Youth Clubs of Park County offers free programs to start summer

Posted 5/20/21

Last year, because of the COVID-19 pandemic, the Youth Clubs of Park County were closed for three months, into part of the summer. This year will be different.

In February, the Park County …

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Youth Clubs of Park County offers free programs to start summer

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Last year, because of the COVID-19 pandemic, the Youth Clubs of Park County were closed for three months, into part of the summer. This year will be different.

In February, the Park County Commission passed along $17,675 worth of CARES Act funding to the nonprofit to offset some of the financial losses the local nonprofit suffered last year. Executive Director Tina Bernard told commissioners the Youth Clubs would use the money to temporarily waive all membership fees again this year.

Now that school is nearly out, the Powell and Cody clubs are making good on that promise, Bernard said. Usually, the dues are $75 per month, per child. But until the funding runs out, those dues are being waived.

The Powell club is open from 7:45 a.m. to 5:30 p.m., Monday through Friday. Students from age 5 through seniors in high school are welcome to attend — and that attendance can be all day every day or split in a number of ways. For example, if a child is in the area spending time with family, they are welcome to come spend some of that time at the Youth Club. If a student only needs to be busy a few days a week, or only a few hours a day, either of those situations can be accommodated, according to Tiffany Wutzke, director of programming and training for the clubs.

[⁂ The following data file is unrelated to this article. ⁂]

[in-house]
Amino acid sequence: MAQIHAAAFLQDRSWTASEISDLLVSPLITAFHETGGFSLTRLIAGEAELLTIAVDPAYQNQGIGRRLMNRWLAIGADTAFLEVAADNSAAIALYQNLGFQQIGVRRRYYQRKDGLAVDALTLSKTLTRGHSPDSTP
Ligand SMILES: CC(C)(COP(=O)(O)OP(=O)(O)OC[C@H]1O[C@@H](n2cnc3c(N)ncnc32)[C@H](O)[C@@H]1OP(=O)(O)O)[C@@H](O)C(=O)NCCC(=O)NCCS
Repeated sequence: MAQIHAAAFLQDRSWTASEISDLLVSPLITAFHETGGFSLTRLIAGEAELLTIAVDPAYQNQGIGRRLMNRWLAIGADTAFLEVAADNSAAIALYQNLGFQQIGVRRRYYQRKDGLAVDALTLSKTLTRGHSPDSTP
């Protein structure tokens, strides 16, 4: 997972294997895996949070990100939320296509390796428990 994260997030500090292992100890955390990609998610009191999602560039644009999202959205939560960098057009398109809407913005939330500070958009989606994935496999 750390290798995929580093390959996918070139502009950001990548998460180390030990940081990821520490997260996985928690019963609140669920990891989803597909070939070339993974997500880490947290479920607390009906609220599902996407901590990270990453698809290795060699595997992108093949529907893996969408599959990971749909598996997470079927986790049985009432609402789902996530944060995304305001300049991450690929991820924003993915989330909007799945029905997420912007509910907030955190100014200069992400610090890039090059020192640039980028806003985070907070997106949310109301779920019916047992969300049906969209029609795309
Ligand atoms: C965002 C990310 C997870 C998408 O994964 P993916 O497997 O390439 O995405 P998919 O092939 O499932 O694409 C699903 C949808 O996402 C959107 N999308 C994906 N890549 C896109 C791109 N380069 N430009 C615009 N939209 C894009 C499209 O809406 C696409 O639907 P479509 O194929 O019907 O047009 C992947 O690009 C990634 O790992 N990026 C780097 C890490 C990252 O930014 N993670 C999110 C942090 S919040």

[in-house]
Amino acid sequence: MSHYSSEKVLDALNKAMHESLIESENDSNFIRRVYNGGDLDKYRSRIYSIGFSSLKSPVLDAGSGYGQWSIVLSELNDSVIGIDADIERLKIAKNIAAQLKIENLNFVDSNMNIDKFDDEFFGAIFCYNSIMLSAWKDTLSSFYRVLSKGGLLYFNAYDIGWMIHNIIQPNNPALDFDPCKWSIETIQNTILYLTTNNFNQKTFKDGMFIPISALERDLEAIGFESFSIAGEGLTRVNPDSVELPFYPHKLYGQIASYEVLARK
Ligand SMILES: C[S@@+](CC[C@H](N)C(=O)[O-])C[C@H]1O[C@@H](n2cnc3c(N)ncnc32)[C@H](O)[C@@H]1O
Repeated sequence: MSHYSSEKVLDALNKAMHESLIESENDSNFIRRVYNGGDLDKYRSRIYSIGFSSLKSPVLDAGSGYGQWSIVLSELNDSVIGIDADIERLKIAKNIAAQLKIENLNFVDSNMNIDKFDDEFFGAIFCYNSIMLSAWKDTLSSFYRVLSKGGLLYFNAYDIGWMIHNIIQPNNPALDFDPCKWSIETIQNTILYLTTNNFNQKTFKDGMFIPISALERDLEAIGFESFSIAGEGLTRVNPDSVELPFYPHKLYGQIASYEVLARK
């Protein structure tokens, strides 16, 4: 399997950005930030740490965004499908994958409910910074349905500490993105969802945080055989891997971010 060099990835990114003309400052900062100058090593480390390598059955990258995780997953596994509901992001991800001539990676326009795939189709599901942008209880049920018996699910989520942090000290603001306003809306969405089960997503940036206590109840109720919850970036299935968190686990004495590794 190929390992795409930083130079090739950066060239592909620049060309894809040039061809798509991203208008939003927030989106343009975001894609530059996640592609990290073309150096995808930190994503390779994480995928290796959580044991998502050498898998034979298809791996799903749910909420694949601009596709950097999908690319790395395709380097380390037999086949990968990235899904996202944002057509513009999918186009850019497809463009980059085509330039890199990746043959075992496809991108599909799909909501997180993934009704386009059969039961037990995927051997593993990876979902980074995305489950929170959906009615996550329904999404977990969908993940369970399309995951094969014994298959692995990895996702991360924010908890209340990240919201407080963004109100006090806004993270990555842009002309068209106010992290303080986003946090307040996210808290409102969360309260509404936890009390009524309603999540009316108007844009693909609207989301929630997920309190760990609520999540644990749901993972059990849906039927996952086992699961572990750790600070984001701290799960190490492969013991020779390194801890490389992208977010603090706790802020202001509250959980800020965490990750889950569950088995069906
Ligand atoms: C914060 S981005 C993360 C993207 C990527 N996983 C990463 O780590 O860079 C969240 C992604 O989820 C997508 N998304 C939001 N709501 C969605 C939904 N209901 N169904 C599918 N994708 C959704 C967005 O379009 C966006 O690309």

“They can come for two weeks, a month, whatever they need,” she said.

The days will follow a loose structure, with students separated by age groups. Each day the clubs open at the same time, 7:45 a.m., and kids enjoy free time until 10, with a morning snack at about 9 a.m.

Then they travel through various rotations, including arts, games, gym time and playground time. Lunch follows morning rotations, and is followed by more rotations or a movie on Mondays. Tuesday and Thursday afternoons may see kids going to the park or playground, and there is a club service on Thursday morning. Wednesdays involve a trip to the Powell Aquatic Center and Friday features various field trips.

Swimming and the field trips may come with a fee, but if a club attendee does not want to go on those trips, they can remain at the club, free of charge.

“We’ll always have staff here,” Wutzke said. 

For the most part, students should try to wear tennis shoes rather than flip flops or sandals, and they will need a helmet if they ride a bike or intend to use the skate park. And of course, if they intend to swim, a swim suit will be required. 

This year, the club has partnered with Northwest College to provide certified teachers and paraprofessionals to implement a STEM program in June. Students in third, fourth and fifth grades will work with the teachers on science, technology, engineering and math.

“They definitely don’t have as big a summer learning loss when they keep their minds engaged in the summer,” Wutzke said. “The structure helps, but we have so much fun. We keep busy and it goes by so fast.

“It’s organized chaos,” she laughed. 

Meals at the club are provided through an arrangement with Park County School District 6 in Cody. The meals are prepared there, then brought to Powell. Those fare may consist of a lunch wrap, sandwich, or pizza. There are also fresh fruits and vegetables and milk. If a child doesn’t want school-type lunches, they may bring a sack lunch instead.

Enrollment in the summer programs at the Youth Clubs of Park County is ongoing now. The regular staff at each facility will be augmented by seven summer staffers and should the enrollment warrant it, more staff will be added to maintain a safe student-staff ratio. Although masks are no longer mandated, the clubs continue to stress hand washing and are thoroughly sanitizing surfaces in the facilities.

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